Many large U.S. cities lost population during the first year of the pandemic, some at nearly unprecedented rates, according to data released Thursday by the Census Bureau.
But even large cities that grew did so more slowly than in previous years, the bureau found, as the pandemic pushed many schools and jobs online and led city dwellers to seek more space and cheaper housing. Immigration is down and covid-19 has killed more than 1 million people in the United States, but most of cities’ losses were because of domestic migration, said William Frey, a senior demographer at the Brookings Institution.
“Telecommuting and people being scared to be in close proximity to other people,” he explained. Population trends “may have shifted since then, but this is probably the peak period of those pandemic moves.”
Between 2020 and 2021, the U.S. population overall grew by just 0.1 percent, a slower rate than in any year since the nation’s founding, according to Census Bureau estimates.
It is unclear how much of the movement from cities will be permanent. The bureau’s population estimates use administrative data to calculate the figures each year.
Washington and Alexandria, Va., were among the 15 cities that lost population at the highest rates, losing 2.9 and 2.8 percent respectively. The 2020-2021 period marks the first time the District has lost population in a decade and a half, with about 23,000 more people moving out of the city than moving into it.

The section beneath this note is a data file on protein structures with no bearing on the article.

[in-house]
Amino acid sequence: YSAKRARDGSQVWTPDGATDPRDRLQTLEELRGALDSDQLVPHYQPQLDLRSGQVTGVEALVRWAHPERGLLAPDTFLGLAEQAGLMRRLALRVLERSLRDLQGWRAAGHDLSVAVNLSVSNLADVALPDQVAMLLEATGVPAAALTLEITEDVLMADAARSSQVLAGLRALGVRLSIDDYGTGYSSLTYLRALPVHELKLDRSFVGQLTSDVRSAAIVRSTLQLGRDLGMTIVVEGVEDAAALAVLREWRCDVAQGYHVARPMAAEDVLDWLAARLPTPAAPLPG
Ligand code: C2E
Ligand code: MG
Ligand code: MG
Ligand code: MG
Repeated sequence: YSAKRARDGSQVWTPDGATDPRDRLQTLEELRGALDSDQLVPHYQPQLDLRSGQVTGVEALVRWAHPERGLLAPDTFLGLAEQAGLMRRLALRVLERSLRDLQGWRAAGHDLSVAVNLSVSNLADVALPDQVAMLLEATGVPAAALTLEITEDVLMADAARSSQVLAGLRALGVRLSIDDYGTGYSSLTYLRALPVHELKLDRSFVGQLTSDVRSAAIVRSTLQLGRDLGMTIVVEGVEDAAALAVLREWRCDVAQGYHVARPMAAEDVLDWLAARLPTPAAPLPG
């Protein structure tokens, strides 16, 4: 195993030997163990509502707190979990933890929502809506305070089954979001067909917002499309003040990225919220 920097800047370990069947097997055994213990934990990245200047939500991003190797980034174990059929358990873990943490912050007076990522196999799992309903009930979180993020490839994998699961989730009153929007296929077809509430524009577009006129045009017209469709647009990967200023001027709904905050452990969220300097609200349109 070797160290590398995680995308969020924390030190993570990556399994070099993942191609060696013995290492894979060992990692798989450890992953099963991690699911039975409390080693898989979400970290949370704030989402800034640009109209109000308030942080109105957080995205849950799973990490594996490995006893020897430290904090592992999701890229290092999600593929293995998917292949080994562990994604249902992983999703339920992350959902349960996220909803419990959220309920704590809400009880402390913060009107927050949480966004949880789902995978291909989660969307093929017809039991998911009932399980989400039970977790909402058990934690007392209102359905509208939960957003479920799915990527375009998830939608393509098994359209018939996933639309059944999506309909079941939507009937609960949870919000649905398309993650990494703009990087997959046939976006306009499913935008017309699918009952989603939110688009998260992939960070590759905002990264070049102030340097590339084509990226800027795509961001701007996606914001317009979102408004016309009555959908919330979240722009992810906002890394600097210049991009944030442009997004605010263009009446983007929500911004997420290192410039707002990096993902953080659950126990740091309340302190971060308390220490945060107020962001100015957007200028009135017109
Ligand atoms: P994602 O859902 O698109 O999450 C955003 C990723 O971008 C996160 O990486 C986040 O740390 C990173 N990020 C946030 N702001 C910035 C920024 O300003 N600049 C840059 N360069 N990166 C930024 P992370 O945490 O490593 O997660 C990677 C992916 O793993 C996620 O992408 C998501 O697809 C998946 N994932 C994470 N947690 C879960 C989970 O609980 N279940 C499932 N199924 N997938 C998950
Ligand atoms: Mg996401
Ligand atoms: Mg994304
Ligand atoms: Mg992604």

New York City and Chicago showed particularly steep declines; both cities lost six times the number of residents they had lost two years earlier. New York also saw the highest raw population drop from 2020 to 2021, losing 305,465 people, or 3.5 percent of its population.
The highest percentage drop was in San Francisco, which lost 54,813 people, or 6.3 percent of its population. Lake Charles, La., saw a 5 percent drop after the city experienced a destructive Category 4 hurricane in August 2020. Such a rate of population decline in one year is nearly unprecedented, the bureau said.
All but one of the 15 fastest-growing cities by percentage were in Texas, Arizona, Florida or Idaho, with population increases between 5 and 10.5 percent. All were relatively small cities with populations under 220,000 people.
The Texas cities of Georgetown (pop. 75,420) and Leander (pop. 67,124), along with Arizona’s Queen Creek (pop. 66,346), led that list.
“What struck me was how many little, small places are among the top 15,” Frey said, noting that such cities had relatively large raw population gains, too, considering their size. “It says these places have been able to capture a lot of the movers from the cities.”